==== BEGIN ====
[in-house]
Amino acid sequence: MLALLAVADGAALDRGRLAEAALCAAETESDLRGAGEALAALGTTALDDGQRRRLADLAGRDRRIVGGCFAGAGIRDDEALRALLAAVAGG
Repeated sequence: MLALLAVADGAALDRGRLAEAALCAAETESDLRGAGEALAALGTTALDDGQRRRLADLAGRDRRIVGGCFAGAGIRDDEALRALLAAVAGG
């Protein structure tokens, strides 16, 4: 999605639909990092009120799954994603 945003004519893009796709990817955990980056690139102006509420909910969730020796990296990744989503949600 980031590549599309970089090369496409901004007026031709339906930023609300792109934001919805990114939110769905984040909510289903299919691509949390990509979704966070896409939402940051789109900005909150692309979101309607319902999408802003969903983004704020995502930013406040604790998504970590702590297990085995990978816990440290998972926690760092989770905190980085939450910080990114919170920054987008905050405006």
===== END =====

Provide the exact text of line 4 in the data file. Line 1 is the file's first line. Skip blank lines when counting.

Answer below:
């Protein structure tokens, strides 16, 4: 999605639909990092009120799954994603 945003004519893009796709990817955990980056690139102006509420909910969730020796990296990744989503949600 980031590549599309970089090369496409901004007026031709339906930023609300792109934001919805990114939110769905984040909510289903299919691509949390990509979704966070896409939402940051789109900005909150692309979101309607319902999408802003969903983004704020995502930013406040604790998504970590702590297990085995990978816990440290998972926690760092989770905190980085939450910080990114919170920054987008905050405006």